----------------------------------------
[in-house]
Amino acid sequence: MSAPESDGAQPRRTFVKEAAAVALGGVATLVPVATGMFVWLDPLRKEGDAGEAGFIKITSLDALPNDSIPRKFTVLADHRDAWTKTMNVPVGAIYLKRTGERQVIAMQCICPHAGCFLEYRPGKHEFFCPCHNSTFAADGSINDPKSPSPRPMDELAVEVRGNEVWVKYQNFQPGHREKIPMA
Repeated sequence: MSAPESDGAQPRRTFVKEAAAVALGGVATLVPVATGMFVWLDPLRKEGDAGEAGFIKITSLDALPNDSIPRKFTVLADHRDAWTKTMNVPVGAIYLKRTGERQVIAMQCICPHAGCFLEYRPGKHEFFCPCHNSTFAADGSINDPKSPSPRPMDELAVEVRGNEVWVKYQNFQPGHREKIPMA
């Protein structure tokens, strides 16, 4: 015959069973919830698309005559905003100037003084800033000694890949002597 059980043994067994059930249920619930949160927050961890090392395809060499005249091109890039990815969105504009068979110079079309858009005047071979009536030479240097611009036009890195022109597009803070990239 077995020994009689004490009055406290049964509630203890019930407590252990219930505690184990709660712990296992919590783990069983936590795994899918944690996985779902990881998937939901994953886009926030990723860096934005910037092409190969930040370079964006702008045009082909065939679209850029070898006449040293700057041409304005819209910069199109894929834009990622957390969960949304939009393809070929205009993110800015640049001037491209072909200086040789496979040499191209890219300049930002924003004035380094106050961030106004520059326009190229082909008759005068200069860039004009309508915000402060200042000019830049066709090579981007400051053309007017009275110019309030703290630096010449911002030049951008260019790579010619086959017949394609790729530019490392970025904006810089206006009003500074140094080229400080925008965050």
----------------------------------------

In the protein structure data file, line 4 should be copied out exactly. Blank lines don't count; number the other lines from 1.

């Protein structure tokens, strides 16, 4: 015959069973919830698309005559905003100037003084800033000694890949002597 059980043994067994059930249920619930949160927050961890090392395809060499005249091109890039990815969105504009068979110079079309858009005047071979009536030479240097611009036009890195022109597009803070990239 077995020994009689004490009055406290049964509630203890019930407590252990219930505690184990709660712990296992919590783990069983936590795994899918944690996985779902990881998937939901994953886009926030990723860096934005910037092409190969930040370079964006702008045009082909065939679209850029070898006449040293700057041409304005819209910069199109894929834009990622957390969960949304939009393809070929205009993110800015640049001037491209072909200086040789496979040499191209890219300049930002924003004035380094106050961030106004520059326009190229082909008759005068200069860039004009309508915000402060200042000019830049066709090579981007400051053309007017009275110019309030703290630096010449911002030049951008260019790579010619086959017949394609790729530019490392970025904006810089206006009003500074140094080229400080925008965050």